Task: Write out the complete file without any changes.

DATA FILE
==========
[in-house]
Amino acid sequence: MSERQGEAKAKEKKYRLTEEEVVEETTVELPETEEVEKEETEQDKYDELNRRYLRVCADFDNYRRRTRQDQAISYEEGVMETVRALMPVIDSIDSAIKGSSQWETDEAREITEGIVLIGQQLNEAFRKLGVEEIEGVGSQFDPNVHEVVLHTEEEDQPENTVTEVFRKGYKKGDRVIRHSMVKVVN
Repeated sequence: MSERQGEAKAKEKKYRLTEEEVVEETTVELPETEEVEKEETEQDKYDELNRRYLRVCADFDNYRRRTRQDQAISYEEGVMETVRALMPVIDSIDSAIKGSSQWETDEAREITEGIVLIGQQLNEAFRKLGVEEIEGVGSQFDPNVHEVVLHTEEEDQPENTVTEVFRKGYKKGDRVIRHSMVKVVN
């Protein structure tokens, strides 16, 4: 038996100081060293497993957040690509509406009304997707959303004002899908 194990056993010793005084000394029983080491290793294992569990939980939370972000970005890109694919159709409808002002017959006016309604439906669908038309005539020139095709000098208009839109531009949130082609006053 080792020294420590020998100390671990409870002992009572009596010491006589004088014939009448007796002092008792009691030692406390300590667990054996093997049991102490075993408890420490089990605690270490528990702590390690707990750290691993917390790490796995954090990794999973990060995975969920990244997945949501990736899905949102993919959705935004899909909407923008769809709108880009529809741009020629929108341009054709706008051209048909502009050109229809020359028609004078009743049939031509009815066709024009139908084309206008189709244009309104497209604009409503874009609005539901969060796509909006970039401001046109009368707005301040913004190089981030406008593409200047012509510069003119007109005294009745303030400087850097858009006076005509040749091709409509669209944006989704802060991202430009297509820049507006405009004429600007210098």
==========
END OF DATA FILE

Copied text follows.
[in-house]
Amino acid sequence: MSERQGEAKAKEKKYRLTEEEVVEETTVELPETEEVEKEETEQDKYDELNRRYLRVCADFDNYRRRTRQDQAISYEEGVMETVRALMPVIDSIDSAIKGSSQWETDEAREITEGIVLIGQQLNEAFRKLGVEEIEGVGSQFDPNVHEVVLHTEEEDQPENTVTEVFRKGYKKGDRVIRHSMVKVVN
Repeated sequence: MSERQGEAKAKEKKYRLTEEEVVEETTVELPETEEVEKEETEQDKYDELNRRYLRVCADFDNYRRRTRQDQAISYEEGVMETVRALMPVIDSIDSAIKGSSQWETDEAREITEGIVLIGQQLNEAFRKLGVEEIEGVGSQFDPNVHEVVLHTEEEDQPENTVTEVFRKGYKKGDRVIRHSMVKVVN
């Protein structure tokens, strides 16, 4: 038996100081060293497993957040690509509406009304997707959303004002899908 194990056993010793005084000394029983080491290793294992569990939980939370972000970005890109694919159709409808002002017959006016309604439906669908038309005539020139095709000098208009839109531009949130082609006053 080792020294420590020998100390671990409870002992009572009596010491006589004088014939009448007796002092008792009691030692406390300590667990054996093997049991102490075993408890420490089990605690270490528990702590390690707990750290691993917390790490796995954090990794999973990060995975969920990244997945949501990736899905949102993919959705935004899909909407923008769809709108880009529809741009020629929108341009054709706008051209048909502009050109229809020359028609004078009743049939031509009815066709024009139908084309206008189709244009309104497209604009409503874009609005539901969060796509909006970039401001046109009368707005301040913004190089981030406008593409200047012509510069003119007109005294009745303030400087850097858009006076005509040749091709409509669209944006989704802060991202430009297509820049507006405009004429600007210098």